Presentation on theme: "Joint Working in a Cold Climate NHS Confed Conference 7th July 2011 Peter Hay ADASS President."— Presentation transcript:
Joint Working in a Cold Climate NHS Confed Conference 7th July 2011 Peter Hay ADASS President
Social Care – the long big gap 1999 Royal Commission 2006 Kings Fund Wanless Report 2008 HM Govt. “Why England Needs a New Care and Support System” estimates a £6bn gap over the next 20 years. 2011/12 ADASS finds whatever the gap, a further £1bn is the reduction from councils 2012/14 ADASS estimates a further £1bn
Reform isn’t just resources Fewer people received help whilst resources increased and eligibility stayed fixed People find the care system complex to understand and navigation difficult People do not understand who pays for what Changing needs and an outdated model are a bad combination
Spending review impact Protecting health and education spending mean a significant reduction in funding for local government. This is with £1bn transferred from NHS in the bottom line
Core City Slide
ADASS Budget Survey – May ‘11 Councils are reducing their budgets for adult social care by £991M, representing a 6.9% reduction against a 10% reduction in overall spending by councils. Councils are reducing by £169M their spend on Supporting People. 13% of councils are changing their FACS criteria. There are now 78% councils at Substantial in 11/12 compared to 70% in 10/11 and 4% at critical only. 79% councils have frozen or increased fees to providers. £425m of demographic pressures were identified with 41% of councils fully funding these pressures.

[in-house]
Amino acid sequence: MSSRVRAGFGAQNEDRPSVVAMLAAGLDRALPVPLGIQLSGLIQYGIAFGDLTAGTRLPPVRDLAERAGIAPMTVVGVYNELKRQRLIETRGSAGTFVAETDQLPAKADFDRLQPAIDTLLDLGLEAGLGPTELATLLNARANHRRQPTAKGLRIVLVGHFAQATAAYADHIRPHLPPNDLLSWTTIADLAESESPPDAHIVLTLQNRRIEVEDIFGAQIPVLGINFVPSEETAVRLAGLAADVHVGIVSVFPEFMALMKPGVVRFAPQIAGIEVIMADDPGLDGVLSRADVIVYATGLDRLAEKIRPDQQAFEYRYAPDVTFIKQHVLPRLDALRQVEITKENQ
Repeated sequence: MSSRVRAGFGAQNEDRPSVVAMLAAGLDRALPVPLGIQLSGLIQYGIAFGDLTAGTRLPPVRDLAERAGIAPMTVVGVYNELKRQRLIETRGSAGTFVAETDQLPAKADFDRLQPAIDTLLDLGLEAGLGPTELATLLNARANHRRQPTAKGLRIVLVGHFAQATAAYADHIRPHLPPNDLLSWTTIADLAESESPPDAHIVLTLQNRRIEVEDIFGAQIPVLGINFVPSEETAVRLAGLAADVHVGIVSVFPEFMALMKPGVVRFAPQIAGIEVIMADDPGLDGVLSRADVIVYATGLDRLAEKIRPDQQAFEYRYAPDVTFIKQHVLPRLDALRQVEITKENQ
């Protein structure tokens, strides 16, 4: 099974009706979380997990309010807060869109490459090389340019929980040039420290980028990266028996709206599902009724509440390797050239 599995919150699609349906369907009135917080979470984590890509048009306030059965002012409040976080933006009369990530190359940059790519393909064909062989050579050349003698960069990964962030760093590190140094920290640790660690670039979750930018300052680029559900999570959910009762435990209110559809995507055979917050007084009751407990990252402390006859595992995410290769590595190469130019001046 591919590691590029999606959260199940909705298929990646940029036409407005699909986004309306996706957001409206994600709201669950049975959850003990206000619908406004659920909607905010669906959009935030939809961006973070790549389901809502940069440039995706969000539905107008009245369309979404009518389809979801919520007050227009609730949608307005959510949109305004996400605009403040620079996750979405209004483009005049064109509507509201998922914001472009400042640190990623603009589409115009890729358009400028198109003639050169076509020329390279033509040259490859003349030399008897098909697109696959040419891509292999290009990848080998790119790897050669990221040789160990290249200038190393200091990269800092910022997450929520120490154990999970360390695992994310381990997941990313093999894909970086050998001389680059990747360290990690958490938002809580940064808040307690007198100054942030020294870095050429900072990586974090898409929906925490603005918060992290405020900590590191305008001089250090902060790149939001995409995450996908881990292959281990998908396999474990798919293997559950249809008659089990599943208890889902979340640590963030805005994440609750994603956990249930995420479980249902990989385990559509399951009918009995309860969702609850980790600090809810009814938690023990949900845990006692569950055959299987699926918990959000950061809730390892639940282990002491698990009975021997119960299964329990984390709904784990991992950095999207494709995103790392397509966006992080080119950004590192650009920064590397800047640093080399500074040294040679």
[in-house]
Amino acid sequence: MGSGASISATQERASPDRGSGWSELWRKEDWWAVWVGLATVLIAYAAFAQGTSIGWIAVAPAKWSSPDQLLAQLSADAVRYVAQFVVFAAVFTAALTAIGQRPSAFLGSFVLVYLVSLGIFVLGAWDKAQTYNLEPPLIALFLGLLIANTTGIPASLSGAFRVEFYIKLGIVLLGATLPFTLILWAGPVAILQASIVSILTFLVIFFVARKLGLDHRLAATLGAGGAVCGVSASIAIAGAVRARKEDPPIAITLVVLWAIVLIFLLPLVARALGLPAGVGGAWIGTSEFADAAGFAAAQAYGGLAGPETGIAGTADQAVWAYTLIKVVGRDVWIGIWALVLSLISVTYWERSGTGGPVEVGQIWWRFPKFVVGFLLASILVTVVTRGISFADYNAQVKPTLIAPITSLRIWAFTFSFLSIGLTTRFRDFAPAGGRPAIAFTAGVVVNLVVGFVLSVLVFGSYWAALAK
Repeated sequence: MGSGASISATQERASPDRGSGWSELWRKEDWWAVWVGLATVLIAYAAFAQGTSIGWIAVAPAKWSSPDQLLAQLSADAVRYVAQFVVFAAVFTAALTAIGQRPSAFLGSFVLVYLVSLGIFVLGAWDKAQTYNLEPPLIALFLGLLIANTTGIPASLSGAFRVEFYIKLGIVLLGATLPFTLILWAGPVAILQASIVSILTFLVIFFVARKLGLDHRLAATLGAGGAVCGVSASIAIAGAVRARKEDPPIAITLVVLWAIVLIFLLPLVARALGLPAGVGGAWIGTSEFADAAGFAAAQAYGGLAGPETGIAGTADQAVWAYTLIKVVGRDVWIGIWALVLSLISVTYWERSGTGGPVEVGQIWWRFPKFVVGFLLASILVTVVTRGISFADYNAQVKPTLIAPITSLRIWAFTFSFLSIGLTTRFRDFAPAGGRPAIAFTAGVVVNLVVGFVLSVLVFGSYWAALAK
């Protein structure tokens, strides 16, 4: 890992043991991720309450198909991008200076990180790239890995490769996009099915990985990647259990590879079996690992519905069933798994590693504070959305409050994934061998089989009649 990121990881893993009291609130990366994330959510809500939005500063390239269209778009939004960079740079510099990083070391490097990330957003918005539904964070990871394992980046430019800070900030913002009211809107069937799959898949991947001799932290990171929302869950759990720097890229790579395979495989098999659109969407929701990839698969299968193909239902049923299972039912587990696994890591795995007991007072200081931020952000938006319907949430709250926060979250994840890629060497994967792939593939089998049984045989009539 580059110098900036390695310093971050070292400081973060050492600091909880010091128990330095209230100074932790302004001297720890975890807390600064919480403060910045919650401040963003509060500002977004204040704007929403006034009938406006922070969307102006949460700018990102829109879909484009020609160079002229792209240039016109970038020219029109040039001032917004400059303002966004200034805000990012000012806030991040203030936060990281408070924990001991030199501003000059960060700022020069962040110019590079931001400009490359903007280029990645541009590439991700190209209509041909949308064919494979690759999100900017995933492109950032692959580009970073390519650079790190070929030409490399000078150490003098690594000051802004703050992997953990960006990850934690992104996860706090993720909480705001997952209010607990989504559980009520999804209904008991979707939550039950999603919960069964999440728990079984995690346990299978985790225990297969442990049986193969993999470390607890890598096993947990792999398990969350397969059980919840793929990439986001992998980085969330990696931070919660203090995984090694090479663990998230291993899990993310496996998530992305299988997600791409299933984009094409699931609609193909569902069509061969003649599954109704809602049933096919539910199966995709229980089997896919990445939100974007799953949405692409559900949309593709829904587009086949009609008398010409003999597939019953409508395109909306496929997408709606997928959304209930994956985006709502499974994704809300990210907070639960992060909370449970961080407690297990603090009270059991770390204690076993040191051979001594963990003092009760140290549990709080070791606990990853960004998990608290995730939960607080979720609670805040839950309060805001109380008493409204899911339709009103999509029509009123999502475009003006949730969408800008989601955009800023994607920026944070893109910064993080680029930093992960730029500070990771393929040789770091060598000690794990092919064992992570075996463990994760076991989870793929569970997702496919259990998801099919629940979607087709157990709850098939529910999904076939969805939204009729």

ADASS Survey – joint monies The full amount of the reablement resources has been identified with strong levels of agreement with the NHS on areas of spend. 95% of the Winter Pressure allocation was identified, with 89% of councils reporting agreement on how this allocation will be spent. The full year NHS Transfer (total of £650k?) is still to be determined with 57% not yet agree. Carer’s money – more importantly- strategies appears slow to impact
Consequences showing in Year One Instability to the already long unstable care system Blaming cuts misses the gaps! Plenty of challenge – post Birmingham ADASS survey shows 20 councils with JR challenges to budget (eligibility and care fees top issues) Move to Clusters means that radical changes for enablement, QIPP etc are probably slow off the mark
Potential Impact of Year Two Initial indications suggest slightly higher reduction – but substantial variation. High level of confidence re transfer monies. Greater radicalism on enablement & not there yet on carers strategies.
Less hindrance to integrate than 2010? Source: NHS/Confed Where Next for Health and Social Care Integration, June 2010 Performance Regimes Financial pressures Organisational complexity Changing leadership Financial complexity
Cold Climate Consequence Money will get worse before it gets better Dilnot proposals for reform and resources The unintended Dilnot/Gloucester trap – eligibility frozen whilst it is the only legal tap on resource Local reforms slow off the ground? Known hindrances appear to have strengthened
How do we warm up? Strengthen locally – sorting out the architecture quickly! Prepare for worse to come Quickly make up ground for transformation of health and care Ensure together we get Dilnot addressed Recognise that great health and care are interdependent (not exclusively) Use the obvious wins (Kerslake/Glasby) in QIPP
A new model of care and public health ‘A wider service offer’ Citizen purchased care – state resources Citizen purchased care – own resources Enablement Prevention Support and information offer NEEDS MEANS
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